There are many movements afoot on our beloved earth trying to bring the Spirit back to the bleeding body of Religion. Many sincere people, meeting in each other’s homes or the local school auditorium or the woods—people trying to ignite the spirit that moved the earliest believers of our World’s Faiths—actually the One World Faith in God that has had many incarnations, many progressive Revelations of our Creator’s wisdom and guidance.

It’s just so sad when mere mortals get in the way of the flame of true faith, subvert it toward ends that serve egos more than souls…

Today’s quote is from a man, Head of a World Faith, who in 1926 called for just such a heart-deep, faith-fresh religious morality that could help youth avoid the worst options in a world gone insanely materialistic.

“…the dangers facing the modern youth are becoming increasingly grave, and call for immediate solution. But, as experience clearly shows, the remedy to this truly sad and perplexing situation is not to be found in traditional and ecclesiastical religion. The dogmatism of the church has been discarded once for all. What can control youth and save it from the pitfalls of the crass materialism of the age is the power of a genuine, constructive and living Faith… Religion, as in the past, is still the world’s sole hope, but not that form of religion which our ecclesiastical leaders strive vainly to preach. Divorced from true religion, morals lose their effectiveness and cease to guide and control man’s individual and social life. But when true religion is combined with true ethics, then moral progress becomes a possibility and not a mere ideal.

“The need of our modern youth is for such a type of ethics founded on pure religious faith. Not until these two are rightly combined and brought into full action can there be any hope for the future of the race.”

From a letter written on behalf of Shoghí Effendí to an individual believer, April 17, 1926, Bahá’í Youth, pp. 8-9 (Lights of Guidance, p. 630)


Perfectionism . . .

My father was obsessive about doing things “right”. I think quite a bit of my rebelliousness from 18 to 42 was stimulated by the primal urge to break the hold of my father’s perfectionism. He was so right in a multitude of details and processes yet so wrong in the wide and deep arena of simple humanity…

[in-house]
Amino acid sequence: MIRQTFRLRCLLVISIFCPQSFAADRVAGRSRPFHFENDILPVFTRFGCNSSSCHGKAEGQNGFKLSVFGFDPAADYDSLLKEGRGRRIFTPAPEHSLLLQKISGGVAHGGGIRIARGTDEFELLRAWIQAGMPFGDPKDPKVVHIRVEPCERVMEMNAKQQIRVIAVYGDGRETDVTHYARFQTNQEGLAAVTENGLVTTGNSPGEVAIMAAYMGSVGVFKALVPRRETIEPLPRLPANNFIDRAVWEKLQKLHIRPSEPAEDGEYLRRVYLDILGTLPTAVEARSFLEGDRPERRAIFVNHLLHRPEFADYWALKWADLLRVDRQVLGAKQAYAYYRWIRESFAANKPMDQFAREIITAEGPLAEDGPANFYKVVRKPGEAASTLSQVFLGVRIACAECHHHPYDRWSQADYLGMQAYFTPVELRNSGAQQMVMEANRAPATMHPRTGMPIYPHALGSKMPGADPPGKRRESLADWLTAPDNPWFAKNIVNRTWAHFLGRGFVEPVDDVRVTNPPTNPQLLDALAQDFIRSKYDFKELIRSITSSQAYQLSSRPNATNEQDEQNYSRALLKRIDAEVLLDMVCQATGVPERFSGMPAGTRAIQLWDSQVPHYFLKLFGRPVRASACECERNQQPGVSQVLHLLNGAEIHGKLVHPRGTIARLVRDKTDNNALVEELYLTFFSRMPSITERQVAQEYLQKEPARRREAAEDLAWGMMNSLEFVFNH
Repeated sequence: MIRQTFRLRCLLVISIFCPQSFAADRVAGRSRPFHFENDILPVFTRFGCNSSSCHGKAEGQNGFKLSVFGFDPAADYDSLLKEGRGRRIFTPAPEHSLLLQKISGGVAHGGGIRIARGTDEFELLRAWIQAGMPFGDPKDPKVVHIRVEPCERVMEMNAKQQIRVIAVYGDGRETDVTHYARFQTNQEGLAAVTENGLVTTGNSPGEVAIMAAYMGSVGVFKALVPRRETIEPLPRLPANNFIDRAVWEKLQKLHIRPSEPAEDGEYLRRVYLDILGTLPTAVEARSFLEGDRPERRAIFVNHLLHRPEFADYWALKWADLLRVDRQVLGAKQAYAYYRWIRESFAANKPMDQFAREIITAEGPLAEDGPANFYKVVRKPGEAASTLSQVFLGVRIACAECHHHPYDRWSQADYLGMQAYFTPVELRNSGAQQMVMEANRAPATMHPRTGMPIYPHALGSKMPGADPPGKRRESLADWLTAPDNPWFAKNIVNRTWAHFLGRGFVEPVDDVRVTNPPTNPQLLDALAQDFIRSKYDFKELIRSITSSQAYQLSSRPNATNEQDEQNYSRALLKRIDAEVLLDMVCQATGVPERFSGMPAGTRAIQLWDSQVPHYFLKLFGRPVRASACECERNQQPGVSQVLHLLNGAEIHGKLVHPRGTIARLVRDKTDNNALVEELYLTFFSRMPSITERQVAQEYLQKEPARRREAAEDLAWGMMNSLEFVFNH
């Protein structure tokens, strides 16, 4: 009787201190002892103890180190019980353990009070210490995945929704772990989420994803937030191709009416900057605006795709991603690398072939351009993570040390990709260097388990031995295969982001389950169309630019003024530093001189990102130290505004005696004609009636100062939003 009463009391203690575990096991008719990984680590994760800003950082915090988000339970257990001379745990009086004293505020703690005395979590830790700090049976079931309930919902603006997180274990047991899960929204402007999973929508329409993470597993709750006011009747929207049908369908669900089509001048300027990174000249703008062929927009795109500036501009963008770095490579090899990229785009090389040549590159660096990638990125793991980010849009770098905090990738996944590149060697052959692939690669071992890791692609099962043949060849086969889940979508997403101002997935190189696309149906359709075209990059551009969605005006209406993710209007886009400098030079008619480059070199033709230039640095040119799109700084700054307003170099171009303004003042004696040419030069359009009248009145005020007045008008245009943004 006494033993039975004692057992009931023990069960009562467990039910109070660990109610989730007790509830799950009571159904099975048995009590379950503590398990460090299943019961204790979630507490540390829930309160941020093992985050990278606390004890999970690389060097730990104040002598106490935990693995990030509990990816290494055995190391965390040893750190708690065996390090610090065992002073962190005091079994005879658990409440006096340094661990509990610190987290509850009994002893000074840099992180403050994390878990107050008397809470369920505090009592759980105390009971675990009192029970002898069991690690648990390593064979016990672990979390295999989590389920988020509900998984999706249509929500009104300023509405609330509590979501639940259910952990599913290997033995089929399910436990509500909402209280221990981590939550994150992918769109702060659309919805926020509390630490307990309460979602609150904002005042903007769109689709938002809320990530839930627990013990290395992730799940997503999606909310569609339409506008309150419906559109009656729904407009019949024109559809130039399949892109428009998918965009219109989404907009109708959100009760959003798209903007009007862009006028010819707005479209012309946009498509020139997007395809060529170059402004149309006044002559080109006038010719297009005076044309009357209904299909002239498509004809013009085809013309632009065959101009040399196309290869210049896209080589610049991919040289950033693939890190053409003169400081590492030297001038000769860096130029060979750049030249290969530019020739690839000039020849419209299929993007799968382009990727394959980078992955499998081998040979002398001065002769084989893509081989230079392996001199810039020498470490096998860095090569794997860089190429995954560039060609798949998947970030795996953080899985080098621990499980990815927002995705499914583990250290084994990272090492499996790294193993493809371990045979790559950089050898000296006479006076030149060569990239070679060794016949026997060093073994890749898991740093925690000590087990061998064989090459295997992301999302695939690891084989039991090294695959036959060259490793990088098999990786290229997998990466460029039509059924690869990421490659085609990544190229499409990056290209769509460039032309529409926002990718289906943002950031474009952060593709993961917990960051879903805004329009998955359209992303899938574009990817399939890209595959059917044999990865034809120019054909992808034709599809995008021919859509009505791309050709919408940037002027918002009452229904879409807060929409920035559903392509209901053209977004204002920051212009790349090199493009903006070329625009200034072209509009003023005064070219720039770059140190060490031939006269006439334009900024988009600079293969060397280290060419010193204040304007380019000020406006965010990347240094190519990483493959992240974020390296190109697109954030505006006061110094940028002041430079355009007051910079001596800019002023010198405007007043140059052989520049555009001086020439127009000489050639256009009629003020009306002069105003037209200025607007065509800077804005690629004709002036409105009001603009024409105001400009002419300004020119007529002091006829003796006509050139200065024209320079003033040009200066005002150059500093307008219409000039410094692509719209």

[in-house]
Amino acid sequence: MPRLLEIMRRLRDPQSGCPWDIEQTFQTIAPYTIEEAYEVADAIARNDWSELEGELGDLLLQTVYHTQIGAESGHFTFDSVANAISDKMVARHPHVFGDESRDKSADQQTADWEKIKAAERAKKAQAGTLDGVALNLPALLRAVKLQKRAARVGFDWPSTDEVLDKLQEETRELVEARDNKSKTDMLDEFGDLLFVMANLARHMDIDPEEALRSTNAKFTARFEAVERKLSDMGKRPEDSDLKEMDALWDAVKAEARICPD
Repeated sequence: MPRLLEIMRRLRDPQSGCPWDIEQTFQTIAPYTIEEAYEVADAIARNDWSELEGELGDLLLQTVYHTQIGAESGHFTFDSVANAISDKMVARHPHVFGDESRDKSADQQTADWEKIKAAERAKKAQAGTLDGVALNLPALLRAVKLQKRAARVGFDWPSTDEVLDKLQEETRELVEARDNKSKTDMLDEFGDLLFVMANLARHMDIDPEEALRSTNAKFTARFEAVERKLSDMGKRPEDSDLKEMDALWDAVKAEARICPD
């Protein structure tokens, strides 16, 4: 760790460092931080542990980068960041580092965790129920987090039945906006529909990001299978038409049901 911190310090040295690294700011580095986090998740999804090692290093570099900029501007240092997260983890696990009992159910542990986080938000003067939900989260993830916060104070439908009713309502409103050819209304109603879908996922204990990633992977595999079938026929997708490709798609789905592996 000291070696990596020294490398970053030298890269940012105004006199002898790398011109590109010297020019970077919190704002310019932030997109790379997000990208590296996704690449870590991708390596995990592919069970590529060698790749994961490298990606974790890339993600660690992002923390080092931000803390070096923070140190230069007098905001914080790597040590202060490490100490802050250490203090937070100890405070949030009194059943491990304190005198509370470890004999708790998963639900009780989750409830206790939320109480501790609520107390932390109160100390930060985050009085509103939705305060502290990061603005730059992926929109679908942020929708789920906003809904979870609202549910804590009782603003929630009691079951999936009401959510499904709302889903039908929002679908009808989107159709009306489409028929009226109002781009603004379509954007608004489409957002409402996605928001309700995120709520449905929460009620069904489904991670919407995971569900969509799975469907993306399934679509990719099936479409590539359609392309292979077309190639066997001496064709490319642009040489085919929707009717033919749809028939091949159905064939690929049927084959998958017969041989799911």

As a writer, I’ve long since realized that my eyes and brain need help (other eyes or computer programs) to rid my words of flaw and imprecision. I also indulge in the sub-domain of poetry: here is where the perfect phrase breaks the rules and the clearest statements drip with emotion…

Various blockages to creativity and productivity begin with statements like: “I’d better wait till I know for sure.” or “Maybe they won’t like it this way.” or “I don’t think I can get away with it.” Certainly we need to be aware of all the pertinent facts before acting. We need to consider the effect of our actions on others and act with honesty.

Still, perfectionism can take the most common common sense and warp it into uncommon hindrances.

Life isn’t black and white, either/or, cut and dried.

It’s infinite shades of grey with colorful glows swirling inside. It’s both/and. it’s alive and kicking!

Human growth is a process, not a set of rigid rules. If Perfectionism was the Rule, Forgiveness would not exist . . .

“All beings, whether large or small, were created perfect and complete from the first, but their perfections appear in them by degrees. The organization of God is one; the evolution of existence is one; the divine system is one. Whether they be small or great beings, all are subject to one law and system. Each seed has in it from the first all the vegetable perfections. For example, in the seed all the vegetable perfections exist from the beginning, but not visibly; afterward little by little they appear. So it is first the shoot which appears from the seed, then the branches, leaves, blossoms and fruits; but from the beginning of its existence all these things are in the seed, potentially, though not apparently.

“In the same way, the embryo possesses from the first all perfections, such as the spirit, the mind, the sight, the smell, the taste — in one word, all the powers — but they are not visible and become so only by degrees.”

‘Abdu’l-Bahá, Some Answered Questions, p. 198